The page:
According to an old legend, the Bethzatha Pool was supposed to have healing powers whenever its waters were troubled and agitated, presumably by an angel, a heavenly messenger. So we can understand why, as the story says, numerous invalids were usually lying around down by the poolside. They were waiting for a chance to get in the pool when the waters were agitated so they could be healed. You had to get wet to get well.
Well, the story zeroes in on one of those castoffs of society--a crippled man who had been lying down by the poolside for 38 years. And here's what the text says. Listen again. Listen carefully.
Jesus observed him lying there and realized he had been there a long time. "Do you want to get well?" Jesus asked. The cripple replied, "Sir, I don't have anyone to put me in the pool when the water is agitated, and if I try to get in by myself, someone else beats me to it." Then Jesus tells him, "Get up. Pick up your mat and walk around." And at once the man recovered, picked up his mat and started walking.
He never got wet. He did get well. Jesus healed him.
Now who is this person down by the poolside? Who is this 38-year, crippled castoff of society? Most of the time, we hear this story, read the story--I'll admit, preach on this story--and we celebrate him and romanticize him as a combination of genuine faith in Jesus and the intestinal fortitude to pull himself up by his own bootstraps. After all, didn't he believe Jesus and so was healed? Didn't he obey Jesus when he got up, picked up his mat, and walked around? This is the kind of person who really deserves to be healed. One who decided to "trust and obey, to be happy in Jesus, because there's no other way." You see, he played by the rules of both faith and practice--down by the poolside.
Is that really what this story says? I'm grateful to Fred Craddock and to Will Willimon whose insights made me take another look. I said in our last sermon conversation back on Easter Sunday, Sunday Morning at the Improv, that preaching is improvisation. And I'm indebted to the improvisations of Craddock and Willimon on this text. So who is this castoff? Well, there's not one word about his faith in this text. Not one hint that he believed in Jesus or anything else except the magic water in the pool. And, if we read just a little further, we find out that he wasn't even grateful for being healed. In fact, when the religious authorities see him walking around carrying his mat, they ask him, "Who healed you?" and he says he doesn't even know. Then when the authorities go on to inform him that healing and mat-carrying is illegal on the Sabbath, he squeals and fingers Jesus as the one who healed him and told him to carry his mat. "Jesus broke the Sabbath laws, not me!" This is the one Jesus healed.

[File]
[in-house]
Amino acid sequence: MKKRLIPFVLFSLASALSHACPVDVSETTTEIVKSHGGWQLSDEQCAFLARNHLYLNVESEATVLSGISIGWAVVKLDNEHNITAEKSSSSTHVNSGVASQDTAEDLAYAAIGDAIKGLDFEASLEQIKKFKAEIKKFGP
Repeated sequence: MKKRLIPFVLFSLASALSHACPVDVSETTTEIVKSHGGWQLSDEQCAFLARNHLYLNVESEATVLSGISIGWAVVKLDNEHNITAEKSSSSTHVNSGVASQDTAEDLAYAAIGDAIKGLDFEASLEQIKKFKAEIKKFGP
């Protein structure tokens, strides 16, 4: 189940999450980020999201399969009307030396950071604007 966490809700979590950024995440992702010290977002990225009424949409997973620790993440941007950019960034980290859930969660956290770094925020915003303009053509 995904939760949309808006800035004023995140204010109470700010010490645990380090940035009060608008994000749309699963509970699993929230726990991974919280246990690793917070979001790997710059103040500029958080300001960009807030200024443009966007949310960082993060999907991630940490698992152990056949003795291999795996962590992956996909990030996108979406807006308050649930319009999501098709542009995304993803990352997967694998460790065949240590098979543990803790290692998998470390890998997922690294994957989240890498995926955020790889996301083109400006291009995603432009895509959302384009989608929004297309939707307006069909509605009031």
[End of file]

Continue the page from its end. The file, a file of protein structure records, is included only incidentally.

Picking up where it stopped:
Who is he? He's a real bum, that's who he is! He had no gratitude, no faith, no humility, no guts. He didn't deserve to be healed. He didn't deserve anything. This is the one Jesus healed. This is the one, the one who had been on the welfare rolls for 38 years. Who is he? He's one of those people right here in the United States that Michael Katz calls "the undeserving poor." The undeserving poor. And Katz puts it this way in his book From the War on Poverty to the War on Welfare. These are Katz' words:
For the most part, Americans talk about the poor as them. Poor people usually remain outsiders, strangers to be pitied or despised, helped or punished, ignored or studied, but rarely full citizens...on the same terms as the rest of us.... They are, as Vice President Dan Quayle once said, "Those people...."
Now those are the people lying around, down by the poolside. Those people are the ones Jesus healed.